Bitcoin$ 38,812.40 0.22%
Ethereum$ 2,105.46 0.07%
Cardano$ 0.390424 1.90%
XRP$ 0.61524 0.13%
Solana$ 62.43 1.47%
Polkadot$ 5.51 0.65%
Polygon$ 0.811367 3.49%
FINSCHIA$ 27.18 0.19%
Litecoin$ 72.01 1.01%
Avalanche$ 22.11 1.73%
Uniswap$ 6.10 0.38%
Aave$ 102.98 2.56%

UK Financial Watchdog FCA Declares Bitcoin ATMs Illegal, Orders Immediate Shutdown

Earlier yesterday, The Financial Conduct Authority(FCA) ordered all UK-based bitcoin ATMs to shut down immediately.

On Friday 11th March, the British financial watchdog FCA declared all bitcoin ATMs illegal and ordered them to shut down. FCA efforts have been triggered by the lack of proper checks for small-sized deposits. According to the FCA, the ATMs may be breeding money laundering activities. It’s not the first time the FCA has frustrated crypto investors and companies.

FCA Declares Crypto ATMs Illegal

Earlier yesterday, The Financial Conduct Authority(FCA) ordered all UK-based bitcoin ATMs to shut down immediately. The FCA is the financial watchdog in the UK and deals with protecting citizens’ financial security.


Bitcoin ATMs are points where investors can deposit cash and receive bitcoin in their wallets in return. According to a source, about 81 functional bitcoin ATMs are in the country.


The FCA statement reads,


“We are concerned about crypto ATM machines operating in the UK and will therefore be contacting the operators instructing that the machines be shut down or face further action.”


The FCA noted that not one crypto company had been licensed to supply Bitcoin ATMs. Hence, they termed every ATM operational within the country as working illegally, and consumers should not use them.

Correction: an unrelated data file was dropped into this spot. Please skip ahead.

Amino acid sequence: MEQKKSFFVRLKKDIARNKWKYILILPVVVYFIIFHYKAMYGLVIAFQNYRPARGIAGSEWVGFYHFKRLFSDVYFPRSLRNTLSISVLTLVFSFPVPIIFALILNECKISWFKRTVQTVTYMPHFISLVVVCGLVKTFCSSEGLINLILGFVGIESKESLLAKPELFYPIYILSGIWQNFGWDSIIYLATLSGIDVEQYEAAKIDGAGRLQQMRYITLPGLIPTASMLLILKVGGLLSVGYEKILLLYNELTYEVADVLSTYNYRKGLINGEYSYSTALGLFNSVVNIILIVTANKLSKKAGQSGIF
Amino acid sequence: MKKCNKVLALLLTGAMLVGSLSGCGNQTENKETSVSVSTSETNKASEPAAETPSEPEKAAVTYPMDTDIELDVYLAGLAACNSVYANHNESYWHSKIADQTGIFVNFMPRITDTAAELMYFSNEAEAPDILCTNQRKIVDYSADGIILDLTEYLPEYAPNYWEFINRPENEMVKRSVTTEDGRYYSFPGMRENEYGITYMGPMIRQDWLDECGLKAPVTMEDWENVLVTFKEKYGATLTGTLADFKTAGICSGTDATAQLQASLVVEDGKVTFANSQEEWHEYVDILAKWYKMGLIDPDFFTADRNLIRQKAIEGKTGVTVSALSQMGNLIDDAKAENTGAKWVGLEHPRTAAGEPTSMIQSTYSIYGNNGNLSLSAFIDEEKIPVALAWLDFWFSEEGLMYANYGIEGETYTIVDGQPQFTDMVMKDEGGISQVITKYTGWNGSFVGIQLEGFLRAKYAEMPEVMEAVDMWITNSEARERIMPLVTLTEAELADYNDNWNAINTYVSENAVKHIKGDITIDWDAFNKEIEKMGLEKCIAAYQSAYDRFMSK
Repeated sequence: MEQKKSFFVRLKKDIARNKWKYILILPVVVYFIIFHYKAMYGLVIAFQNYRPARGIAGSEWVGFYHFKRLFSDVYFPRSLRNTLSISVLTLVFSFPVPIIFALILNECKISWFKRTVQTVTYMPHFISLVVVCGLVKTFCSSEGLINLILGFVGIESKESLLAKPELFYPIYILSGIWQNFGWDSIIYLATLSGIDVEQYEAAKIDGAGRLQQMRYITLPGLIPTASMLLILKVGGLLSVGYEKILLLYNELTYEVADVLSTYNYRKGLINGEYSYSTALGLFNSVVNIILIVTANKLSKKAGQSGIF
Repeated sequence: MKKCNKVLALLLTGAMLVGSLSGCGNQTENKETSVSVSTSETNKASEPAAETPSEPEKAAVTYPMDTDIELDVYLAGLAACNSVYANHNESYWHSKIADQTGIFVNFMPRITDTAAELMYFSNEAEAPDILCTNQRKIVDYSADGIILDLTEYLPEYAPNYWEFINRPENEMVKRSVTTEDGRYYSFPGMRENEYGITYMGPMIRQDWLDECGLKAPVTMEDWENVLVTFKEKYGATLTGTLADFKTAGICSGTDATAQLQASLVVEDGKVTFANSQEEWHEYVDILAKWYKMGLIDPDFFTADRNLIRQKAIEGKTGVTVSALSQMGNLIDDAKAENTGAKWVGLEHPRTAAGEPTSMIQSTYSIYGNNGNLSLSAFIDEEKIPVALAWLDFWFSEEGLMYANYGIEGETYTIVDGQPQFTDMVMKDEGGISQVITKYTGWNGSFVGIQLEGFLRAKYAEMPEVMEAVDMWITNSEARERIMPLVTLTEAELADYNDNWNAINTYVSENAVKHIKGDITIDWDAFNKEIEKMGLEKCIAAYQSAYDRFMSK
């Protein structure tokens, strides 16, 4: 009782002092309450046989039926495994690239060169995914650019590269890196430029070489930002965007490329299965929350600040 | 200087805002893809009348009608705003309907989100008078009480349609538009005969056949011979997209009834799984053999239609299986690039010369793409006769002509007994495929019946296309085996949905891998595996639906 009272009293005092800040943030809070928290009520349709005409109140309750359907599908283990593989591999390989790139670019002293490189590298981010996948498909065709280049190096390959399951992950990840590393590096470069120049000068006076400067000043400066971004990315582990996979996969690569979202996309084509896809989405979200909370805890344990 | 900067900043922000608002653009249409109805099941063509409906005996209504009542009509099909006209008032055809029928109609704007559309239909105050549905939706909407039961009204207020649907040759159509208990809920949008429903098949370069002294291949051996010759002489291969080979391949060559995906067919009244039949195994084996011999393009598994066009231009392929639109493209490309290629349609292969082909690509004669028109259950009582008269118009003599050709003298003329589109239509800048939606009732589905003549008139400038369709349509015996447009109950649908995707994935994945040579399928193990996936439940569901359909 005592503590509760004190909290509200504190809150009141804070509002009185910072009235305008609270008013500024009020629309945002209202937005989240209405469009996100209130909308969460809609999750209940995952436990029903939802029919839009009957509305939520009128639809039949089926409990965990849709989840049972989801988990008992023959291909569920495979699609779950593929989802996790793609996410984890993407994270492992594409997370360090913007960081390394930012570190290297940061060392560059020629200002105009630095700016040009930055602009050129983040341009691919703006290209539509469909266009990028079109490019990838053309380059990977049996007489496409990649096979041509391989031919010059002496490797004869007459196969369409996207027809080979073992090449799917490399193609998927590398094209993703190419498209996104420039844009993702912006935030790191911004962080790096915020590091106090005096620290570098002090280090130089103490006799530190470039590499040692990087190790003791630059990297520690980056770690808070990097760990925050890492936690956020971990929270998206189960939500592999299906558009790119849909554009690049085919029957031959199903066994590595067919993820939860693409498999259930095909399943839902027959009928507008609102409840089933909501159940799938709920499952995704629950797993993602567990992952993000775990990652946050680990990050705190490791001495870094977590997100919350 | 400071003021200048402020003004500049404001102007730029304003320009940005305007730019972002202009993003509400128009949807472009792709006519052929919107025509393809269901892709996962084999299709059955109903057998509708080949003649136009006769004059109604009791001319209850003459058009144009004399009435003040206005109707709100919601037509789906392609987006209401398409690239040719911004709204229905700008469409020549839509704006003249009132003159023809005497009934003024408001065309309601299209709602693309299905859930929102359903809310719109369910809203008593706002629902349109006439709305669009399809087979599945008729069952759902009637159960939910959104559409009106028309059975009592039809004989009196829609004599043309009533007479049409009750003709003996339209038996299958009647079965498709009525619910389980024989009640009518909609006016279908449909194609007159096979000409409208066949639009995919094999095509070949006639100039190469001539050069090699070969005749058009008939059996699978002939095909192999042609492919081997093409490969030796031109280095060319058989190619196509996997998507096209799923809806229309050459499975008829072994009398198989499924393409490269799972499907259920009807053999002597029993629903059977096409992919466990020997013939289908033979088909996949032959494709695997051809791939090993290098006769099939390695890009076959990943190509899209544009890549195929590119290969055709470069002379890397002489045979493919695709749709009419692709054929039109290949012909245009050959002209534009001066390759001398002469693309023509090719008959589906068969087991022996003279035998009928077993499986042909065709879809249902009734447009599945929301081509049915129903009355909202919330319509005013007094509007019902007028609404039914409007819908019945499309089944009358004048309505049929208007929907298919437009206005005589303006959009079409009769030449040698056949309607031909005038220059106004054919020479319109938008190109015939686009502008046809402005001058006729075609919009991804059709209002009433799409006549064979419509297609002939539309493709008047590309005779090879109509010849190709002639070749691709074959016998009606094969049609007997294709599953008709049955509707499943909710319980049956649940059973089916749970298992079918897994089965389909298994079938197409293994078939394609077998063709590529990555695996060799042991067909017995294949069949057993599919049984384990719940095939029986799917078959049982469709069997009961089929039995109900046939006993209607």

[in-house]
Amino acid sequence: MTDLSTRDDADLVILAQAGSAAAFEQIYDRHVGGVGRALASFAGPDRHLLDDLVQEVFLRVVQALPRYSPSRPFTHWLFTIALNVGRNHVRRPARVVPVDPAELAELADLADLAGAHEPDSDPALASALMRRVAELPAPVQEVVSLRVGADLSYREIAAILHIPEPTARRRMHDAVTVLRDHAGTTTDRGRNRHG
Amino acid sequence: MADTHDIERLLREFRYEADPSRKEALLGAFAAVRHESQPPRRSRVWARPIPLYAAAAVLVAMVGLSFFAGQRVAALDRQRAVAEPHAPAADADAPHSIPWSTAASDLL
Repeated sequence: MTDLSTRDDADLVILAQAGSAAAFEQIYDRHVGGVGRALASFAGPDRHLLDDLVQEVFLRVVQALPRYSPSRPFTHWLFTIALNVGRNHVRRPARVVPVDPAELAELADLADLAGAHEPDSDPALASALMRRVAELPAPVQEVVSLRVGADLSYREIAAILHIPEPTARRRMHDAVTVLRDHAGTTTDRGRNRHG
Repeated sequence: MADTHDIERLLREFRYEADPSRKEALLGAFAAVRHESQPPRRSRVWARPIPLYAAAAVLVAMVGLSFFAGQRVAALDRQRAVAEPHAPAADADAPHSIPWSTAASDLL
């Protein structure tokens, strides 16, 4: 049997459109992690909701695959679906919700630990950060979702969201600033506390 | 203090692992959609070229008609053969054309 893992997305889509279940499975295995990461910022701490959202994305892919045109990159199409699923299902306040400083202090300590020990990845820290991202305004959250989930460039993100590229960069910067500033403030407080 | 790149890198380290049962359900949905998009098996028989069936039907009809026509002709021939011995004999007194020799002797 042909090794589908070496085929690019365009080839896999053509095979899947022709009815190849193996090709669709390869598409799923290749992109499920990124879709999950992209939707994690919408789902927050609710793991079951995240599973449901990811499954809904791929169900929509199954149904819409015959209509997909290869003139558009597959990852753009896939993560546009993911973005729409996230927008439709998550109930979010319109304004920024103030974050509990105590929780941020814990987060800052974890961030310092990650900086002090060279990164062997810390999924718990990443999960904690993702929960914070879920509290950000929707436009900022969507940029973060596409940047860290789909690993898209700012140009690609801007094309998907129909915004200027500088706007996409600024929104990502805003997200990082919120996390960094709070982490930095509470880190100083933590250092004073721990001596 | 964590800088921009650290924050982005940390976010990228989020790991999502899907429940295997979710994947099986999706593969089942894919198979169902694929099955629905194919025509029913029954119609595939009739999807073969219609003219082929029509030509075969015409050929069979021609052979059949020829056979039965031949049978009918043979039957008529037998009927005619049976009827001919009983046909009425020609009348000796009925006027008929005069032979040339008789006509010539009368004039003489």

Most of these bitcoin ATMs operate in supermarkets and convenience stores. Currently, each Bitcoin ATM is run by about eight operators who the FCA does not license. The FCA has written a statement to host supermarkets and stores to ensure the bitcoin ATMs illegal and shut down immediately. According to the release, anyone who continues to operate the ATMs will face legal actions.

ATMs Lacking Proper Deposit Detection Mechanisms

As the body tasked with regulating the country’s financial activities, FCA has been in fights with crypto companies on several occasions. Currently, the FCA targets Bitcoin ATMs illegal, because they have minimal checks for persons depositing small sums.


Before banning the ATMs, the FCA raised concerns that these tools could be used for illegal money fraud. Infact, the FCA even had a court case before call all Bitcoin ARMs illegal against Gidiplus, a crypto ATM firm where the upper tribunal ruled against the latter.


According to the regulator, Gidiplus’ had weaker ID checks for persons depositing less the £250. FCA noted the danger of many people depositing massive numbers of small-sized transactions to avoid detection. Such activities could lead to cash laundering since many small-sized transactions can remain undetected.


The small sums form large chunks translating into cash laundering. Hence, the regulators refused to license Gidiplus. The court ruled against Gidiplus, mentioning that there is no evidence of complying with regulations.


FCA Frustrating Crypto Networks

Earlier this year, The FCA announced that all crypto exchanges must be registered. According to their recent resorts, very few exchanges, 33, have been registered. In mid-2021, the FCA issued a consumer warning on Binance markets limited and Binance group products.


In their statement, FCA reiterates that they often warn consumers of the dangers of the unregulated high-risk crypto markets. Due to increased regulatory issues, several large crypto companies like Bitpanda and Celcius had to move their headquarters from the UK to the US. While the FCA insists they protect consumers, they are frustrating many top crypto service providers.


Image by Peggy und Marco Lachmann-Anke from Pixabay


Don’t worry, we hate spam too

one weekly digest, just the important stuff.


“Those who believe in Bitcoin also believe in cleverness." – Arif Naseem

How about some social? Follow us on Twitter!